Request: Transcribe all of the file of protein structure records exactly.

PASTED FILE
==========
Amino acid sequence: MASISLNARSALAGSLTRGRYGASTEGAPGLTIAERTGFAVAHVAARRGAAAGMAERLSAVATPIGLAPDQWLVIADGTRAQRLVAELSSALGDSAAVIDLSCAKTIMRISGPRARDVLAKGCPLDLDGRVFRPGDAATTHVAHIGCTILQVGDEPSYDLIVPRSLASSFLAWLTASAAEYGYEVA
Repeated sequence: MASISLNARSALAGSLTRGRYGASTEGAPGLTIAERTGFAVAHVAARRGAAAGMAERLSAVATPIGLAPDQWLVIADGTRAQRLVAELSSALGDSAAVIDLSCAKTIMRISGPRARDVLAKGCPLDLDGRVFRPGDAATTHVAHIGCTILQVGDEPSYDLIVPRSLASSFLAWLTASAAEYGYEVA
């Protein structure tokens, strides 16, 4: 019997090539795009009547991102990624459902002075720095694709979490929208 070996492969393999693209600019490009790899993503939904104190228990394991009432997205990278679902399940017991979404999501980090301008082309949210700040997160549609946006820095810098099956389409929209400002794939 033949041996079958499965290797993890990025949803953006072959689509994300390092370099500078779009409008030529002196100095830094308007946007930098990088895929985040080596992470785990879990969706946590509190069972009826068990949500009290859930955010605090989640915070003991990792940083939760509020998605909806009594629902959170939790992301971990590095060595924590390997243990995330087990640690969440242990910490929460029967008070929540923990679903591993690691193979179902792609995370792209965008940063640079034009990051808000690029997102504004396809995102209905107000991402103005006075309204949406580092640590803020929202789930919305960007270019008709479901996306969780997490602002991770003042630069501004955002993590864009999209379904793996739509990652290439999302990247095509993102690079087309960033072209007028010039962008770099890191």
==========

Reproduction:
Amino acid sequence: MASISLNARSALAGSLTRGRYGASTEGAPGLTIAERTGFAVAHVAARRGAAAGMAERLSAVATPIGLAPDQWLVIADGTRAQRLVAELSSALGDSAAVIDLSCAKTIMRISGPRARDVLAKGCPLDLDGRVFRPGDAATTHVAHIGCTILQVGDEPSYDLIVPRSLASSFLAWLTASAAEYGYEVA
Repeated sequence: MASISLNARSALAGSLTRGRYGASTEGAPGLTIAERTGFAVAHVAARRGAAAGMAERLSAVATPIGLAPDQWLVIADGTRAQRLVAELSSALGDSAAVIDLSCAKTIMRISGPRARDVLAKGCPLDLDGRVFRPGDAATTHVAHIGCTILQVGDEPSYDLIVPRSLASSFLAWLTASAAEYGYEVA
């Protein structure tokens, strides 16, 4: 019997090539795009009547991102990624459902002075720095694709979490929208 070996492969393999693209600019490009790899993503939904104190228990394991009432997205990278679902399940017991979404999501980090301008082309949210700040997160549609946006820095810098099956389409929209400002794939 033949041996079958499965290797993890990025949803953006072959689509994300390092370099500078779009409008030529002196100095830094308007946007930098990088895929985040080596992470785990879990969706946590509190069972009826068990949500009290859930955010605090989640915070003991990792940083939760509020998605909806009594629902959170939790992301971990590095060595924590390997243990995330087990640690969440242990910490929460029967008070929540923990679903591993690691193979179902792609995370792209965008940063640079034009990051808000690029997102504004396809995102209905107000991402103005006075309204949406580092640590803020929202789930919305960007270019008709479901996306969780997490602002991770003042630069501004955002993590864009999209379904793996739509990652290439999302990247095509993102690079087309960033072209007028010039962008770099890191």